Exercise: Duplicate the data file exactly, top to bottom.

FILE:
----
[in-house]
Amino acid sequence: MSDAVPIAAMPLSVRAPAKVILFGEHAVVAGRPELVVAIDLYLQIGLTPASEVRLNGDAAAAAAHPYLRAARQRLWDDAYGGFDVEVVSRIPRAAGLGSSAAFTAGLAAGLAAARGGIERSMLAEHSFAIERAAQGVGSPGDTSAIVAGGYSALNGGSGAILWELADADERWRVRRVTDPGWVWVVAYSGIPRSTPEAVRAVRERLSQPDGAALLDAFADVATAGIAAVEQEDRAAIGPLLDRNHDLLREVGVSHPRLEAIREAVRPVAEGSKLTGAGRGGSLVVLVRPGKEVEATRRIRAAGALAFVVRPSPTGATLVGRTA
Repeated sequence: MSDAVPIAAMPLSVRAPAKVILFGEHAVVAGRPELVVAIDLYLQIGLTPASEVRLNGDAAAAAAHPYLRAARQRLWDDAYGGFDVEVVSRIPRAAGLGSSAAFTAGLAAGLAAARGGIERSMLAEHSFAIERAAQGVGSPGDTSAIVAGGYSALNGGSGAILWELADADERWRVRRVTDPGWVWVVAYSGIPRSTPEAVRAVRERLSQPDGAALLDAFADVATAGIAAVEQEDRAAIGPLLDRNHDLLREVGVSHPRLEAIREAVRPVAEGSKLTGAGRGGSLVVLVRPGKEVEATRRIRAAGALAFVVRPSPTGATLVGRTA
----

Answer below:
[in-house]
Amino acid sequence: MSDAVPIAAMPLSVRAPAKVILFGEHAVVAGRPELVVAIDLYLQIGLTPASEVRLNGDAAAAAAHPYLRAARQRLWDDAYGGFDVEVVSRIPRAAGLGSSAAFTAGLAAGLAAARGGIERSMLAEHSFAIERAAQGVGSPGDTSAIVAGGYSALNGGSGAILWELADADERWRVRRVTDPGWVWVVAYSGIPRSTPEAVRAVRERLSQPDGAALLDAFADVATAGIAAVEQEDRAAIGPLLDRNHDLLREVGVSHPRLEAIREAVRPVAEGSKLTGAGRGGSLVVLVRPGKEVEATRRIRAAGALAFVVRPSPTGATLVGRTA
Repeated sequence: MSDAVPIAAMPLSVRAPAKVILFGEHAVVAGRPELVVAIDLYLQIGLTPASEVRLNGDAAAAAAHPYLRAARQRLWDDAYGGFDVEVVSRIPRAAGLGSSAAFTAGLAAGLAAARGGIERSMLAEHSFAIERAAQGVGSPGDTSAIVAGGYSALNGGSGAILWELADADERWRVRRVTDPGWVWVVAYSGIPRSTPEAVRAVRERLSQPDGAALLDAFADVATAGIAAVEQEDRAAIGPLLDRNHDLLREVGVSHPRLEAIREAVRPVAEGSKLTGAGRGGSLVVLVRPGKEVEATRRIRAAGALAFVVRPSPTGATLVGRTA